urban growth and decline

I recently had the opportunity to attend two conferences relating to urbanism – within one week, I went from Open/Closed, a conference on vacant land in St. Louis to Turning Urban, a symposium on urban growth.

In the end, both growth and decline present many of the same challenges and opportunities to cities.  Read the rest of my thoughts on the two conferences at NextSTL.com …

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focusing: questions

With my midterm presentation done and five (!) weeks left to develop this project, it’s been helpful to focus in on a few key concepts and questions:

How can our understanding of St. Louis history move beyond the Arch to include other sites and narratives?

How can history be represented in a city radically transformed by processes of urban renewal and vacancy?

How can our understanding of cultural landscapes move beyond a necessity for physical structures or periods of significance?

How can vacancy and urban renewal be understood as landscape processes (not static states)?

How can these processes and alternative narratives be represented through vegetational strategies (spontaneous vegetation and planted form)?

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Mapping Decline / Colin Gordon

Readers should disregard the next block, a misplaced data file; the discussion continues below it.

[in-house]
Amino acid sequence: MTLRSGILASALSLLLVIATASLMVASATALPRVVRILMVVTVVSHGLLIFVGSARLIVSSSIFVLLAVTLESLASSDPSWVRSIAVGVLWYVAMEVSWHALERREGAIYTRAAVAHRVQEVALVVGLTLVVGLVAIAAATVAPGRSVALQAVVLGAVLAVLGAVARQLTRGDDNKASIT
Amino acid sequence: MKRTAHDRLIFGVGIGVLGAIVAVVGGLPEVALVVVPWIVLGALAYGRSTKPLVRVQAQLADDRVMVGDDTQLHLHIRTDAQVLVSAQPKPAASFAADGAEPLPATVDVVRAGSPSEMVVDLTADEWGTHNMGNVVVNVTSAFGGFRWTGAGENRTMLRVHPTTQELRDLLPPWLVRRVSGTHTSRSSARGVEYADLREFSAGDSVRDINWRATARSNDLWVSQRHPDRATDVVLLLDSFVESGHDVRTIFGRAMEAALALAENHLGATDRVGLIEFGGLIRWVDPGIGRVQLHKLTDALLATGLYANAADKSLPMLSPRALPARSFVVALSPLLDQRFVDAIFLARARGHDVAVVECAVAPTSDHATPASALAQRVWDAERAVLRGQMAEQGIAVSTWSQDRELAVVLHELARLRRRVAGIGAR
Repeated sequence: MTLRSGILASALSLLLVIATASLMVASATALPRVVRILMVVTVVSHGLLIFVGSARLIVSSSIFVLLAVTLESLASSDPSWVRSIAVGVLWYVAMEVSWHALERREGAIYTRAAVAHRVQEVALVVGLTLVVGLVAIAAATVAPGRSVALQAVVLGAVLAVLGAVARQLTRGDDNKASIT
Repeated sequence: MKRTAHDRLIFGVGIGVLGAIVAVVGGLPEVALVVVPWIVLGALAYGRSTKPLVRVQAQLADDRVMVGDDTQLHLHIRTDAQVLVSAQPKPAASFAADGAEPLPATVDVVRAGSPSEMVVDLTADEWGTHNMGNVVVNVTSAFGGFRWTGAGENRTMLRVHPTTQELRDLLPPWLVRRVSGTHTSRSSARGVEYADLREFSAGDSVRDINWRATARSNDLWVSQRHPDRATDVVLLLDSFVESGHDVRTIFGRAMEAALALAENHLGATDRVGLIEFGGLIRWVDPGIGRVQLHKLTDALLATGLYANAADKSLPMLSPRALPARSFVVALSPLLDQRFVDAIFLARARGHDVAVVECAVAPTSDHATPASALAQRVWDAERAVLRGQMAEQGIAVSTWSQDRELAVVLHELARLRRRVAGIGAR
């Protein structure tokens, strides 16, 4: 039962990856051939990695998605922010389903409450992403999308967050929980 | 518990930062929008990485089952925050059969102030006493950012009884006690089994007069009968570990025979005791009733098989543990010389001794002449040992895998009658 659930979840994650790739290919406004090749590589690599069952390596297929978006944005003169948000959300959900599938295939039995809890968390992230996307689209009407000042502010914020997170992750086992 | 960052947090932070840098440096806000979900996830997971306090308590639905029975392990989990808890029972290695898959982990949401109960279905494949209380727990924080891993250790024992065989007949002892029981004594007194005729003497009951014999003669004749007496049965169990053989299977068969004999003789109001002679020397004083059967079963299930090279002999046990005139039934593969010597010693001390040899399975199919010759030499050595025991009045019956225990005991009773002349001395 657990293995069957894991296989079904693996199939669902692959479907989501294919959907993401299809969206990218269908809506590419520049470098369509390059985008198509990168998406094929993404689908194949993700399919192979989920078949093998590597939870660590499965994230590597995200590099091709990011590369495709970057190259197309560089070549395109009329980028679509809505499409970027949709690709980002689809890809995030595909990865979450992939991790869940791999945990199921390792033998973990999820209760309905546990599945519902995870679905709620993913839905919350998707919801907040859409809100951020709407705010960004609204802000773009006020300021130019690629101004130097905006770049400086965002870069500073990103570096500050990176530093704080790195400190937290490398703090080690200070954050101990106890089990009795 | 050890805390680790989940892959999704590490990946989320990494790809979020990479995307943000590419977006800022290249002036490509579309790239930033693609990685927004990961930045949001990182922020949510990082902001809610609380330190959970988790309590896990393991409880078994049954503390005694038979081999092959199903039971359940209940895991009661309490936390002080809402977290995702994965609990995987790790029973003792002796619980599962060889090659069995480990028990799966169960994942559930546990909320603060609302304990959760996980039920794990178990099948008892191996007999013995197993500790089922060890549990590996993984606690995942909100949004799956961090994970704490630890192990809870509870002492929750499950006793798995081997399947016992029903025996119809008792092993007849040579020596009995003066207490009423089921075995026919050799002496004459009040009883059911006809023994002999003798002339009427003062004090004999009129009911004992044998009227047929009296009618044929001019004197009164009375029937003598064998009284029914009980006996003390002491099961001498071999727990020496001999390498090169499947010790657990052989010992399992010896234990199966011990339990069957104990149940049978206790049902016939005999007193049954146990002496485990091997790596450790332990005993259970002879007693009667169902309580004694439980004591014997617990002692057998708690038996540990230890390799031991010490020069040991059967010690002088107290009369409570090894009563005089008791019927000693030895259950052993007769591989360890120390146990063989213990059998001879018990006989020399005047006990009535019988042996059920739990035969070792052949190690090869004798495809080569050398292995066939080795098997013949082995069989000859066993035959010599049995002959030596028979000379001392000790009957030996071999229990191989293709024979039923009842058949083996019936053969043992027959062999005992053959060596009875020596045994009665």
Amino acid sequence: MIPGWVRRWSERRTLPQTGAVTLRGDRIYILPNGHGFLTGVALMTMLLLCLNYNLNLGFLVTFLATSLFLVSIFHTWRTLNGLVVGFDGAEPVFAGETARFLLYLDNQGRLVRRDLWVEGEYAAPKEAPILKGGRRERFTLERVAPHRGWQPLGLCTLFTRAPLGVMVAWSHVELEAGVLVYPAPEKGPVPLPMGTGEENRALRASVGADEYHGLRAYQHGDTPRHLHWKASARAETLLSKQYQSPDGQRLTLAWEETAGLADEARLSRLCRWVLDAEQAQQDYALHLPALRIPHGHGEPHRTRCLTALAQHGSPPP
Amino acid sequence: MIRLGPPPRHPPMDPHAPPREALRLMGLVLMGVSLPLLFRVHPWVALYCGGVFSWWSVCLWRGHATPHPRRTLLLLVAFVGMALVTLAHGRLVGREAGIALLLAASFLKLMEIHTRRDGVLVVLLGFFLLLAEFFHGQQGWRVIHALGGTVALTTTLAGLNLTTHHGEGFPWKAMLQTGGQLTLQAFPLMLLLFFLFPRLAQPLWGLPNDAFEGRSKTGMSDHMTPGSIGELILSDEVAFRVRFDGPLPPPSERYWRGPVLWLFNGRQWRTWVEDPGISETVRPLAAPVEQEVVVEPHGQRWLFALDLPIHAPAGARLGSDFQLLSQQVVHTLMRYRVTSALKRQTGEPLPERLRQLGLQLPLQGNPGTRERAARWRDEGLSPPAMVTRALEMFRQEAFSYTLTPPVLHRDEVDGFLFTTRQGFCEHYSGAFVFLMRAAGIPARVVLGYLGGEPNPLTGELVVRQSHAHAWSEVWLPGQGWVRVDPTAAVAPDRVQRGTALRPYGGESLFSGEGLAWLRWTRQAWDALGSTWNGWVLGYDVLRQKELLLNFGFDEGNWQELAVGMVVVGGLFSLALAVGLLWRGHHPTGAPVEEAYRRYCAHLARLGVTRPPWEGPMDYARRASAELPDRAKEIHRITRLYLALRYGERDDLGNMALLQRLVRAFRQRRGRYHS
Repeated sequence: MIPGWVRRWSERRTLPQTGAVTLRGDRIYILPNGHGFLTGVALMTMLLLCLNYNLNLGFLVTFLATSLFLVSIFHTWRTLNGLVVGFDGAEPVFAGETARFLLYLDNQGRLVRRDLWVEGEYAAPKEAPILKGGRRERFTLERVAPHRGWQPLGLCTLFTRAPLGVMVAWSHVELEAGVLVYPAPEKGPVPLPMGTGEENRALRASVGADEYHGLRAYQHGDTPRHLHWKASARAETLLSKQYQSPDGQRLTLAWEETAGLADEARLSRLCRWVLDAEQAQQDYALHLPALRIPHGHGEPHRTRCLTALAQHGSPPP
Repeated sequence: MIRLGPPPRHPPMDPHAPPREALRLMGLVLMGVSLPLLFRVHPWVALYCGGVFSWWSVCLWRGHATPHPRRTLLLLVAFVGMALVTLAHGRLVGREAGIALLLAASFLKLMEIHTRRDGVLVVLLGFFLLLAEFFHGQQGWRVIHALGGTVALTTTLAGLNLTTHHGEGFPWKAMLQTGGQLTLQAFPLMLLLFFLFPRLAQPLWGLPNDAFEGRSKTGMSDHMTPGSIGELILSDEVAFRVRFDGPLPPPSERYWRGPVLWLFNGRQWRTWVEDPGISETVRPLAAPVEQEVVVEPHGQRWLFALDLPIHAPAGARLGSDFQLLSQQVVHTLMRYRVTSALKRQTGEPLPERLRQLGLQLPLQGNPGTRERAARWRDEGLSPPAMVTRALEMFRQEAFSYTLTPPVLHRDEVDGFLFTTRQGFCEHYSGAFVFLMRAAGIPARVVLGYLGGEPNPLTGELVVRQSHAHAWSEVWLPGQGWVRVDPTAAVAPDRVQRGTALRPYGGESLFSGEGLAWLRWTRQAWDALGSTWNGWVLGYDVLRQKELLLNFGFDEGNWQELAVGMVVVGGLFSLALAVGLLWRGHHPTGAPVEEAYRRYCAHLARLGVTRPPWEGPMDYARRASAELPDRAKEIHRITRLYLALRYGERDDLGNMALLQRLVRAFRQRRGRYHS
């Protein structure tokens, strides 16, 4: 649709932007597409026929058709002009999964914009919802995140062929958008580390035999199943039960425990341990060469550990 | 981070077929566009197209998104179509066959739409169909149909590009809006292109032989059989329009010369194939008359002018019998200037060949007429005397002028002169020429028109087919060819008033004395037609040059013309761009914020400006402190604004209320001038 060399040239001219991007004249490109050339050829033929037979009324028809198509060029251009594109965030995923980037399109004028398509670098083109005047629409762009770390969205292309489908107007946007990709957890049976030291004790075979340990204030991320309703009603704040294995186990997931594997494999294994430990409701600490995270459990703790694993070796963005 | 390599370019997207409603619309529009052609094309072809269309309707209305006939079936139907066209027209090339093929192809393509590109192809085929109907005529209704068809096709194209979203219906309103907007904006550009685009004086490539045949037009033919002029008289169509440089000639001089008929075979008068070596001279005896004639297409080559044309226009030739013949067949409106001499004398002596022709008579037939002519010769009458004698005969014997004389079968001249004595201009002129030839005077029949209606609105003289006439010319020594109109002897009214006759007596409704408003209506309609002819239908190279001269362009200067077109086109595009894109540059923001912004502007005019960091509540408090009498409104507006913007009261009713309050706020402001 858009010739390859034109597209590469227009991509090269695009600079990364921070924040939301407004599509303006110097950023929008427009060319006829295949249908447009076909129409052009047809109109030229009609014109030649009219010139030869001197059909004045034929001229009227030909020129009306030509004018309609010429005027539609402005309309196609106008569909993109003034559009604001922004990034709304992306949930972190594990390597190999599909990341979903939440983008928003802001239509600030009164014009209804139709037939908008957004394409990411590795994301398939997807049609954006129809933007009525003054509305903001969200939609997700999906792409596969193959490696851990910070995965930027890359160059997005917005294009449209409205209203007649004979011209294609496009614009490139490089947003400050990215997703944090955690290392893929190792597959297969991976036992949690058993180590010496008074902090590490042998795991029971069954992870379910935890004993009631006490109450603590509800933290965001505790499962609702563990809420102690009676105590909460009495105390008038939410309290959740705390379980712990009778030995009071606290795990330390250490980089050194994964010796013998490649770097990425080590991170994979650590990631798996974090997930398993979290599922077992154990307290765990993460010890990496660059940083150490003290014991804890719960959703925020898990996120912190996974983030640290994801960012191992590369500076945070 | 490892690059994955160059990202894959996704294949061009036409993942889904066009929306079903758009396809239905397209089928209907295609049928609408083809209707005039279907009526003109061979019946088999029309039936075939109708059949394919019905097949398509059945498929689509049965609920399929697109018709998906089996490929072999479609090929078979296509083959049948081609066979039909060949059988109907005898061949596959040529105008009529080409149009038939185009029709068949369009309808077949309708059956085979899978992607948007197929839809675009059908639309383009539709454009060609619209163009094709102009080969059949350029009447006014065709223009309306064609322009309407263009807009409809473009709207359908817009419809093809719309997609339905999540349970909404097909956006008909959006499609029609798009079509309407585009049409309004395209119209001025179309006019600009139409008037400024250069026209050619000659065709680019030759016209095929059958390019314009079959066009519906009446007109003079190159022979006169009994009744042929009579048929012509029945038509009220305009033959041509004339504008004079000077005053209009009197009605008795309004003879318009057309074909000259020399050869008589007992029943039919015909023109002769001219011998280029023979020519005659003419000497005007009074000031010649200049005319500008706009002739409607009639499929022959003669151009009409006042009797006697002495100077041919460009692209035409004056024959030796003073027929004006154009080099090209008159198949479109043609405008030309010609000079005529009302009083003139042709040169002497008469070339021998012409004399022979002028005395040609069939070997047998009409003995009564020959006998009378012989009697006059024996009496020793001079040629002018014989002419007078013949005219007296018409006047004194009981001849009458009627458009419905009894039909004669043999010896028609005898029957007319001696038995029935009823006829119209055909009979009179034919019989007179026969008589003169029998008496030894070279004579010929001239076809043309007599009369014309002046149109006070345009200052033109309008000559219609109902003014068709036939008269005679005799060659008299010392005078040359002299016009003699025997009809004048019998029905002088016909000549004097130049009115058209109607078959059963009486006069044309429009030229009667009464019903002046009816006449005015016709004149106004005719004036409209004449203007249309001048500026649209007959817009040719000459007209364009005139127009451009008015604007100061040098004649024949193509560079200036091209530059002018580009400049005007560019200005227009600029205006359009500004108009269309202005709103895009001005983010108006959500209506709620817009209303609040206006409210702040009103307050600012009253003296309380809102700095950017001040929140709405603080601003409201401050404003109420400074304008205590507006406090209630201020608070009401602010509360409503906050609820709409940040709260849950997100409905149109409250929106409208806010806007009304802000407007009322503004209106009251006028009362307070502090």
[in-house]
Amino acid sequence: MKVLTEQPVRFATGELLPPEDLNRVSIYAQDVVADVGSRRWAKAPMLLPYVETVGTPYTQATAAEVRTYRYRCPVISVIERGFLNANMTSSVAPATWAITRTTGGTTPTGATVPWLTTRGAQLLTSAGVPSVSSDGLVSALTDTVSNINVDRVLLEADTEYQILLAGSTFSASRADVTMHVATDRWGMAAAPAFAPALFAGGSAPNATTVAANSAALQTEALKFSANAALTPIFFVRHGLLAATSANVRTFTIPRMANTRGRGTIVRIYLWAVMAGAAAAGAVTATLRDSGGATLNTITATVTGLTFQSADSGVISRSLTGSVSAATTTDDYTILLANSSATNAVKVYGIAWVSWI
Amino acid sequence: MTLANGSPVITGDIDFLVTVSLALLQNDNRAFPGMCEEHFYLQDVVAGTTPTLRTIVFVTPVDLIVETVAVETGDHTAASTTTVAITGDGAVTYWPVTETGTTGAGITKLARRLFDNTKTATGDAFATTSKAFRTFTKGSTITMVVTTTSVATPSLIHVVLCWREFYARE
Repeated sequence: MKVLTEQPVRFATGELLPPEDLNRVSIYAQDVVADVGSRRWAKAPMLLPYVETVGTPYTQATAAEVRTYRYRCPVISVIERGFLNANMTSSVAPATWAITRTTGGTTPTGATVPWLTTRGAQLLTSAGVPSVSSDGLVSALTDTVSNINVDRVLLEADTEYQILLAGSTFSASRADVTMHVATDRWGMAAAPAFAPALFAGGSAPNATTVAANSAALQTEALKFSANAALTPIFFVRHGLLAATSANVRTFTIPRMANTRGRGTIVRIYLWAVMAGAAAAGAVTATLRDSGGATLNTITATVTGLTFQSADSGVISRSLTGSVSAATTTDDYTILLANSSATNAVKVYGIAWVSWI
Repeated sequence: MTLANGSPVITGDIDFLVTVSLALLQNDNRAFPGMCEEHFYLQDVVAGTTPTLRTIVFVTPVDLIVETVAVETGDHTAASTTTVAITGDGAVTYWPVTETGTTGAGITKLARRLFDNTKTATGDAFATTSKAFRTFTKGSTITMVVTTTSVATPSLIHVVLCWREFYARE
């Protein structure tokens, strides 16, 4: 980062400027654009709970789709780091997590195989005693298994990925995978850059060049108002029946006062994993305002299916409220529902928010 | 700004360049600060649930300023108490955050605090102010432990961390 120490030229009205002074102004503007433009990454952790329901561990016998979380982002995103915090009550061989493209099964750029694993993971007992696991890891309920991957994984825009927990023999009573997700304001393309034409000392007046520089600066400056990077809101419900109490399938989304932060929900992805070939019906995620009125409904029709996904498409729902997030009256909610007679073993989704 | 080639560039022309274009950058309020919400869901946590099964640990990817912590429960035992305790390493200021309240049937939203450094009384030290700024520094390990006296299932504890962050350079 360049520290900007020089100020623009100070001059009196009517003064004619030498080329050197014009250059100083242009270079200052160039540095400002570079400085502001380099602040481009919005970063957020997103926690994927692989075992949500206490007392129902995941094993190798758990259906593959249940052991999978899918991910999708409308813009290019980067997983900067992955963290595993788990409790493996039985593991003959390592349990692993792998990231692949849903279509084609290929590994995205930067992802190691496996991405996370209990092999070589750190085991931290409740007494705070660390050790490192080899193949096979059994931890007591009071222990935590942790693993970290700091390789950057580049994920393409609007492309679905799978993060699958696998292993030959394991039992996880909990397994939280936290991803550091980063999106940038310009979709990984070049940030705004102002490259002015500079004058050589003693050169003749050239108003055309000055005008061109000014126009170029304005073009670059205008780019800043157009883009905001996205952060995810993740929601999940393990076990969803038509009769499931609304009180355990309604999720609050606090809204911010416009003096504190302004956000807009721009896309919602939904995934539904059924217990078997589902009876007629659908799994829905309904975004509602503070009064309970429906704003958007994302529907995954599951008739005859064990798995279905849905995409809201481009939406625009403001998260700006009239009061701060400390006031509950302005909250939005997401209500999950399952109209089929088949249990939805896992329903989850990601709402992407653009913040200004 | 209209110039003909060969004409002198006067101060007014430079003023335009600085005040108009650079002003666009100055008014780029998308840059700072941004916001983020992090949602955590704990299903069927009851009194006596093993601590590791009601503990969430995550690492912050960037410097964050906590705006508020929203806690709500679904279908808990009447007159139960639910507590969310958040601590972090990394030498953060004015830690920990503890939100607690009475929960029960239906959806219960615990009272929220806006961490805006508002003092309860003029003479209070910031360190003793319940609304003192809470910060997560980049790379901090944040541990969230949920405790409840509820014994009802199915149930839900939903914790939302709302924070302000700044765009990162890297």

Ahead of the Open/Closed Conference starting today, there is a great interview with Colin Gordon, author of Mapping Decline, posted at NextSTL.  Gordon relates the history of urban renewal to the city’s continued decline in population and rising vacancy levels.

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soil testing – N-P-K, pH

Here are the results for the soil testing (to see maps of the testing sites, click here).

These results indicate that neither site’s soils are high in nutrients.  This will allow me to further pare down the plant palette.

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village and common fields

I have devoted a lot of research toward understanding the JNEM and Pruitt-Igoe sites individually – but what is the relationship between them?

"The Common Fields of St Louis and her Neighbors" (source: St Louis as Fortified Town, James B Musick)